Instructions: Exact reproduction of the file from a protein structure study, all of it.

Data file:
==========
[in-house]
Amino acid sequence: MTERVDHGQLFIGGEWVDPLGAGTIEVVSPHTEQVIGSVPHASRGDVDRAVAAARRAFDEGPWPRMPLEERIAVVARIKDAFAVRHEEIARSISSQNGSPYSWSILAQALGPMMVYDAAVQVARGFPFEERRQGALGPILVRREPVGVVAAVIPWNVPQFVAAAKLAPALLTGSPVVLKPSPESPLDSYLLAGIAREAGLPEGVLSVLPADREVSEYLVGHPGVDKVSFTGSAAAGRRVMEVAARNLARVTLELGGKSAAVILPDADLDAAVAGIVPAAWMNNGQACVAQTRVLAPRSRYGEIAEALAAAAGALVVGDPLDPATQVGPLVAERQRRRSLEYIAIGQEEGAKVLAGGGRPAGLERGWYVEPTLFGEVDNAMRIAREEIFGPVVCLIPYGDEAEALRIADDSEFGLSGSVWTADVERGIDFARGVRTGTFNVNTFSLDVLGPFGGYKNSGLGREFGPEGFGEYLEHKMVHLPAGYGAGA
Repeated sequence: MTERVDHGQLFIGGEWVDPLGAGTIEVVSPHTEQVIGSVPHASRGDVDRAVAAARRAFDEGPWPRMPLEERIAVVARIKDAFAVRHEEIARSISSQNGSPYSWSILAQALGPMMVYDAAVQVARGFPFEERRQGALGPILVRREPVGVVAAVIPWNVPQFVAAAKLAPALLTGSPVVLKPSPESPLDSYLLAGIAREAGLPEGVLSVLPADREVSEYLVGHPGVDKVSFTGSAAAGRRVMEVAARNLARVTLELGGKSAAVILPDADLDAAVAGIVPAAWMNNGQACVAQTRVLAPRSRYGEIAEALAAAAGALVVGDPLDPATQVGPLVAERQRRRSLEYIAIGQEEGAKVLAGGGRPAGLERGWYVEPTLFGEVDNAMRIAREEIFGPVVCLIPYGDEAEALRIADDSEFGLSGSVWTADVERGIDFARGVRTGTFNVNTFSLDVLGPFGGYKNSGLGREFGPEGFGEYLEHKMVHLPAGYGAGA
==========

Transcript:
[in-house]
Amino acid sequence: MTERVDHGQLFIGGEWVDPLGAGTIEVVSPHTEQVIGSVPHASRGDVDRAVAAARRAFDEGPWPRMPLEERIAVVARIKDAFAVRHEEIARSISSQNGSPYSWSILAQALGPMMVYDAAVQVARGFPFEERRQGALGPILVRREPVGVVAAVIPWNVPQFVAAAKLAPALLTGSPVVLKPSPESPLDSYLLAGIAREAGLPEGVLSVLPADREVSEYLVGHPGVDKVSFTGSAAAGRRVMEVAARNLARVTLELGGKSAAVILPDADLDAAVAGIVPAAWMNNGQACVAQTRVLAPRSRYGEIAEALAAAAGALVVGDPLDPATQVGPLVAERQRRRSLEYIAIGQEEGAKVLAGGGRPAGLERGWYVEPTLFGEVDNAMRIAREEIFGPVVCLIPYGDEAEALRIADDSEFGLSGSVWTADVERGIDFARGVRTGTFNVNTFSLDVLGPFGGYKNSGLGREFGPEGFGEYLEHKMVHLPAGYGAGA
Repeated sequence: MTERVDHGQLFIGGEWVDPLGAGTIEVVSPHTEQVIGSVPHASRGDVDRAVAAARRAFDEGPWPRMPLEERIAVVARIKDAFAVRHEEIARSISSQNGSPYSWSILAQALGPMMVYDAAVQVARGFPFEERRQGALGPILVRREPVGVVAAVIPWNVPQFVAAAKLAPALLTGSPVVLKPSPESPLDSYLLAGIAREAGLPEGVLSVLPADREVSEYLVGHPGVDKVSFTGSAAAGRRVMEVAARNLARVTLELGGKSAAVILPDADLDAAVAGIVPAAWMNNGQACVAQTRVLAPRSRYGEIAEALAAAAGALVVGDPLDPATQVGPLVAERQRRRSLEYIAIGQEEGAKVLAGGGRPAGLERGWYVEPTLFGEVDNAMRIAREEIFGPVVCLIPYGDEAEALRIADDSEFGLSGSVWTADVERGIDFARGVRTGTFNVNTFSLDVLGPFGGYKNSGLGREFGPEGFGEYLEHKMVHLPAGYGAGA